May 28, 2009


The National Association for Business Economics released a report Wednesday that more than 90 percent of economists predict the recession will end this year, although the recovery is likely to be bumpy.

That assessment is in line generally with the Federal Reserve Chairman outlook of Ben Bernanke. About seventy-four percent of the forecasters expect the recession — which started in December 2007— to end in the third quarter. Nineteen percent predict the turning point will come in the final three months of this year. The remaining seven percent believe the recession will end in the first quarter of 2010.

This National Association for Business Economics report followed a report on October 6, 2008 that 31% of economists did not think there was a recession. So 10% of the economists did not see an end to the recessions, with 31% of economists proven to be out of touch with the current world.

Has anyone checked the market in commercial real estate? When there was too much credit in the system, something had to give.

I wrote on October 6, 2008 that there was going to be another at least 25% to 30% correction in the valuations of homes. Real estate prices had fallen 23.3% in Minneapolis-St. Paul in the last 12 months. So there were signs that an honest correction had occurred at least in single family homes.

November 20, 2008

Negative Spirals


They just announced on the news that the minutes of the last Fed meeting were released.  To limit the current financial turmoil, the Fed announced a reduction of interest rates to 1% on October 29, 2008.  Looking ahead, the Federal Open Market Committee said further rate cuts may be necessary.  Lower than 1%.  Minnesotans think this means that they will be giving away money and a lot of us are planning a trip to meet them.  We are optimistic that money will be available to more than just bankers soon.  Where ever their closed-door meeting will be held, I want to be there.  That bailout was just a precursor of things to come in the way of give-aways.  Most of the risks were to the downside, according to their minutes, with some participants concerned about a ‘negative spiral’ in which financial strains lead to weaker spending, which in turn leads to high loan losses and a further deterioration in financial conditions.”  We have a quarterback here who uses negative spirals, and we all know the meaning of those kinds of downturns….Without using the word, even the FOMC is now forecasting a recession.  And they used to make fun of the way Alan Greenspan spoke.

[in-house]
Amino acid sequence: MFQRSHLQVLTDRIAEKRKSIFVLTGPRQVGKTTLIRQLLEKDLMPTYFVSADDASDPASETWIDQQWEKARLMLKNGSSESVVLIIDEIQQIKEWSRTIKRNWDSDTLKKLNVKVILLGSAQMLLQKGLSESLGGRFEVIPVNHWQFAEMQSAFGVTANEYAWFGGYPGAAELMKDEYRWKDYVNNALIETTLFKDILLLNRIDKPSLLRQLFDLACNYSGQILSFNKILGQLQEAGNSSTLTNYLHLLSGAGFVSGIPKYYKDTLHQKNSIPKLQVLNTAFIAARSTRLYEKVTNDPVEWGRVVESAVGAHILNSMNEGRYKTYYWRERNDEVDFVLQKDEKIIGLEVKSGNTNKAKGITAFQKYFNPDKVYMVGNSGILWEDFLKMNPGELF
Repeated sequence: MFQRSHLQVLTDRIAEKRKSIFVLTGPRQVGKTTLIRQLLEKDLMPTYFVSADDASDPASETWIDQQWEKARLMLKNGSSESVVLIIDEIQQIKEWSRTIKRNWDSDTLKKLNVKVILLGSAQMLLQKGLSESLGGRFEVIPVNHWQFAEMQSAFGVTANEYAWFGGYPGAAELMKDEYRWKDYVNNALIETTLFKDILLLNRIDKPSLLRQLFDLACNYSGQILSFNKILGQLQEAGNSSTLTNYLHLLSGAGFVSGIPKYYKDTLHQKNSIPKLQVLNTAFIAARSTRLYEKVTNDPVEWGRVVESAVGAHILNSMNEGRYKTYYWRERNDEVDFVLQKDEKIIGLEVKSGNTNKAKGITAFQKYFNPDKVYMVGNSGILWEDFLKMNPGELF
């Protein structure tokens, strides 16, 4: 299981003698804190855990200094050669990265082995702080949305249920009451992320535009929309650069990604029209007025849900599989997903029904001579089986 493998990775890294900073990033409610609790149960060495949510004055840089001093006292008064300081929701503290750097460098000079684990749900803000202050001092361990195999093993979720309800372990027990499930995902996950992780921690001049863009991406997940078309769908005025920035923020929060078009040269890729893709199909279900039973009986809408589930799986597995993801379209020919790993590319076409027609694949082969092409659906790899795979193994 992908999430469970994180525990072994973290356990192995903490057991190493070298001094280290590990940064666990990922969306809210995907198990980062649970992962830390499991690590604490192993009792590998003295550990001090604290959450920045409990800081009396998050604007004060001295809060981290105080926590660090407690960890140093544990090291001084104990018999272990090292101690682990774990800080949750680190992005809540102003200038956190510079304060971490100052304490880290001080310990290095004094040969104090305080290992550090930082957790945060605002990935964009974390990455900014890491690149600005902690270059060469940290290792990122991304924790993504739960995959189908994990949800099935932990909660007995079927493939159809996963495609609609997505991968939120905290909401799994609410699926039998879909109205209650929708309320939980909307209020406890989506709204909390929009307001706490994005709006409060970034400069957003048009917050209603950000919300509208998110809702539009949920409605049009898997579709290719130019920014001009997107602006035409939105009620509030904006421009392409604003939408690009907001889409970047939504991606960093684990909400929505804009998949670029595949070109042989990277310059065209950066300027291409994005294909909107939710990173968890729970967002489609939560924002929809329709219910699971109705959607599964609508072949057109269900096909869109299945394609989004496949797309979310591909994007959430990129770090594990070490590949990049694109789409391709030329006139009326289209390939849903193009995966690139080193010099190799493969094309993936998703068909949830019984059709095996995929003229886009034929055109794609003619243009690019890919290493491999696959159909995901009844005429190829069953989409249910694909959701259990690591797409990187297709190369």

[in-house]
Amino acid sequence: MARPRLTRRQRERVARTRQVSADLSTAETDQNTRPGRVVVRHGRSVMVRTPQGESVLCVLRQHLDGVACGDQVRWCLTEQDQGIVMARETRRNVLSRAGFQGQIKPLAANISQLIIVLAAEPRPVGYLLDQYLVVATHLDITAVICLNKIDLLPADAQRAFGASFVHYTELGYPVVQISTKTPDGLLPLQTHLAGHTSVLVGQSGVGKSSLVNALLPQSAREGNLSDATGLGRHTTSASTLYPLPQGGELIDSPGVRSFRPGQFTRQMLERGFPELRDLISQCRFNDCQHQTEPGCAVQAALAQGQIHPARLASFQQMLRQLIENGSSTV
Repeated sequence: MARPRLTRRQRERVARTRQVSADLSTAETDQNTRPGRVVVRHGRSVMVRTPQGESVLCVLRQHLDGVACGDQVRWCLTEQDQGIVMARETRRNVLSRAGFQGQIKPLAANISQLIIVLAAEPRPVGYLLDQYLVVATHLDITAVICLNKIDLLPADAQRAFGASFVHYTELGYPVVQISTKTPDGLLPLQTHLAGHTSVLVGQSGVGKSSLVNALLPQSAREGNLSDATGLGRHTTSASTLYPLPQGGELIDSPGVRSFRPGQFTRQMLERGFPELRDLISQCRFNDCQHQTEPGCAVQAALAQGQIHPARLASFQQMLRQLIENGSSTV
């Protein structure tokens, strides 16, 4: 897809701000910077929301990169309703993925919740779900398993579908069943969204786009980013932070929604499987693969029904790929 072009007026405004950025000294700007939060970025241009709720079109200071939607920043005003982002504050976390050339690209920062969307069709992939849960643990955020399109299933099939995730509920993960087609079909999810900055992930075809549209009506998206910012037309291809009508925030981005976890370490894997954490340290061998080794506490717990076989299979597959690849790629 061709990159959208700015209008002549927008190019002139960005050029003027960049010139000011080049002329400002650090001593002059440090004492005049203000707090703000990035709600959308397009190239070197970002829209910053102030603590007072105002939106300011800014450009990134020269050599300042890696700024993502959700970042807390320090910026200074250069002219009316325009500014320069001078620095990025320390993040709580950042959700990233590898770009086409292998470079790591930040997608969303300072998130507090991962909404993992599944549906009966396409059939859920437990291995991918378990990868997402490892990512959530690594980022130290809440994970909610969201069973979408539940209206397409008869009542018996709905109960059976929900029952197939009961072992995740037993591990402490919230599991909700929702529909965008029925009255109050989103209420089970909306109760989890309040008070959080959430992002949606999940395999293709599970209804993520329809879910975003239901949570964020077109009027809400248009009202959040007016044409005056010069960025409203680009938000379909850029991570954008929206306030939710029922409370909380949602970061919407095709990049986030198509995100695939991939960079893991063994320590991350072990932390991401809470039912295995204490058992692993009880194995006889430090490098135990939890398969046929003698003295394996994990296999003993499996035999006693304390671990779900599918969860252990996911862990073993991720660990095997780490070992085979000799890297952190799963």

Minnesota.  Where you never really needed an icebox at this time of year.  It was where about 3 people named Anderson die per day.  And it really is pretty sad.  Especially if you were an Anderson yourself. 


Minnesota.  Where we have a place that calls itself the Original Mattress Factory.  But they never explain in their commercials if they are…. if they make original mattresses, or if this was just the place that was the original factory for mattresses.  And they moved back?  But what is an unoriginal mattress?   And they never explain why you needed to sleep on an original mattress, or if their mattresses are like a cocoon and turn into something else after a while.  And what if you are sleeping when it happens?  And then you need another mattress?


Minnesota.  Where Garrison Keillor pretty much just reports on real life.  You can’t make this stuff up.  It took a long while for Minnesotans to appreciate that Keillor was a comedienne.  People thought he seemed a lot like Eric Severoid who was from around here too.  They laughed at his stories when he first moved to New York.  Keillor.  Not Severoid.  About the time “Fargo” won an Academy Award.  Since I lived in Fargo for 3 years, I never saw the movie as funny.  It seemed like real life to me.  A lot like Sarah Palin.  In Europe, in most places on earth, they do not understand the American obsession with ice cubes, they say.